Seebo's Run

A running commentary on my training and whatever else emerges from that.

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Location: Philadelphia, Pennsylvania, United States

Wednesday, October 25, 2006

Wednesday Morning

Met KJ/Silas and Deirdre this morning at 6:30, a little later than usual and we went north to do a slightly twisted version of the Acme loop. Deirdre is now unofficially Dr. Deirdre, as she successfully defended her dissertation last week. As Deirdre is the best marathoner I know, I'm sure she is well aware of the parallels between what it takes to do a marathon and what it takes to do a dissertation. But fortunately for all of us except the most masochistic, you only write a dissertation once.

Speaking of marathons, part of the Acme loop was up "Paul's Hill", named after the same Paul who ran a 3:10 Chicago Marathon over the weekend (because he charged up that damn hill like an idiot every morning we ran with him). He emailed me with a report of the race which I'm tempted to repost here but its a little long. John, who ran a 3:05 last weekend, posted his full report on his blog. I mention both of them together because they are very similar. In many respects they have been racing Chicago for the last few months, as they each took a solid training base with them, as well as the self-discipline to set a realistic goal pace and to stick with it. Each of their accounts read like clockwork, banging out steady mile splits with the absence of any drama and resisting the urge to go faster although they felt fine and the pace felt slow. The main difference was that at the end John still had enough gas to where he could pick up the pace and negative split, where Paul started to fade toward the end but still had enough of a cushion to hold on. If earlier he did not keep what he thought at the time was a slow pace, he likely would have blown up over the last miles. Textbook accounts of how to run a marathon. As a result both are going to Boston, and I'm seriously considering going up as well.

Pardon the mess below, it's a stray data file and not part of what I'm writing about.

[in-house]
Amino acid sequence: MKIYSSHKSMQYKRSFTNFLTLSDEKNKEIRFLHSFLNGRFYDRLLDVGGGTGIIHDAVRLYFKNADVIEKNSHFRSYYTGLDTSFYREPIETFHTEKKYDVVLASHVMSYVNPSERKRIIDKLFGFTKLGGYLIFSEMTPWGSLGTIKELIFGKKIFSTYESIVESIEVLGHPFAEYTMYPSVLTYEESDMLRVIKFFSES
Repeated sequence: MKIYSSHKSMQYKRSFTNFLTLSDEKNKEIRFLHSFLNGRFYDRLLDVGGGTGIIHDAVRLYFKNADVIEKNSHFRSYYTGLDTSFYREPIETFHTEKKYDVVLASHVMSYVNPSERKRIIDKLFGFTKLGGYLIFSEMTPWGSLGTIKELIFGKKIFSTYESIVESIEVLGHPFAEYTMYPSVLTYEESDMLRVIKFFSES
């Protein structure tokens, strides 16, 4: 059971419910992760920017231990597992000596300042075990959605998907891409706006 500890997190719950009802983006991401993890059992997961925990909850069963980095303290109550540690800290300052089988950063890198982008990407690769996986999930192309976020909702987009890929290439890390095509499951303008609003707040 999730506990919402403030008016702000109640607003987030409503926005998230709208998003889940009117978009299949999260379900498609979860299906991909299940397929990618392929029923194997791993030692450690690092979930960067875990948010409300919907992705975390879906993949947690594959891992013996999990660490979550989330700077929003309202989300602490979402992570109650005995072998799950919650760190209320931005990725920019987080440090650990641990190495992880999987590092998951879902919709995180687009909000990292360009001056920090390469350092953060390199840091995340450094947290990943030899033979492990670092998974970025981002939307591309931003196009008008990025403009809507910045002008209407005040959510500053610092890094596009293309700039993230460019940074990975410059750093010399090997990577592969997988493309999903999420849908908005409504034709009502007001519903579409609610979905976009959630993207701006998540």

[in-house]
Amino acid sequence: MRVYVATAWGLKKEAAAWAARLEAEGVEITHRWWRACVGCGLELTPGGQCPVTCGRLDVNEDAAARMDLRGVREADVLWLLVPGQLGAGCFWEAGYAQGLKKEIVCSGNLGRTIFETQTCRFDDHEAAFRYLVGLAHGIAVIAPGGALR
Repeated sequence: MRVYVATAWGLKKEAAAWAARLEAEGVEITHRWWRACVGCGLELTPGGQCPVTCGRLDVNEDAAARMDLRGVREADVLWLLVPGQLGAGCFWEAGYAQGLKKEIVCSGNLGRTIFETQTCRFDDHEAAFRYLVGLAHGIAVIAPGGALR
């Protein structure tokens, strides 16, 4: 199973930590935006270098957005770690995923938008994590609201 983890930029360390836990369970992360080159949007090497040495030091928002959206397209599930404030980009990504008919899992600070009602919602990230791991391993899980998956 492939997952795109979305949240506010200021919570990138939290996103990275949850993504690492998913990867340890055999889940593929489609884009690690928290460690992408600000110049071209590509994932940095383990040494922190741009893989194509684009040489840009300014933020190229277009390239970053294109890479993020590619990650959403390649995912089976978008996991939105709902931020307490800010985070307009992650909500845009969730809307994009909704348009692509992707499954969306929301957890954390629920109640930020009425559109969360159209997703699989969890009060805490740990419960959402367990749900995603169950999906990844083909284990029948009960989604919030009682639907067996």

In the blog entry before this one you'll see that I scanned a check I got in the mail yesterday. $250 for third place masters finish at PDR. I don't know whether I should cash it or frame it. I'm not big on keeping trophies and medals and the like, but this one is different. PDR is a world class half marathon, and I ran my first one, in 1997, with a respectable but somewhat pedestrian time of 1:28:30. Never did I imagine then that I could be running this for prize money someday. And I think that's what this check means. If I could do this, what other things can I take on, in spite of my limited vision, and get similar results? That's why I'd like to have that check hanging on a wall and staring at me.

In John's aforementioned blog entry he gives me a quick mention as helping him to keep going. Thanks John, that means alot to me. If I have any influence on you or the other three g. or so people who read this, then think of the places you can take your running, or any other parts of your lives, and think big. And I hope I can live by that. It brings to mind a Nelson Mandela line I heard quoted in a speech a few weeks back: "There is no passion to be found playing small - in settling for a life that is less than one you are capable of living."

There, now I made myself cry. I think that is one of the differences in this training cycle from previous ones - at any given time lately there have been about five different things that can make me cry. Now I better go before I give in to the temptation to write something cynical and sabotage all this.

Ten miles in 84:14.


Blogger Scott said...

Quite inspiring! The only thing we have to fear is fear itself.

9:50 AM  

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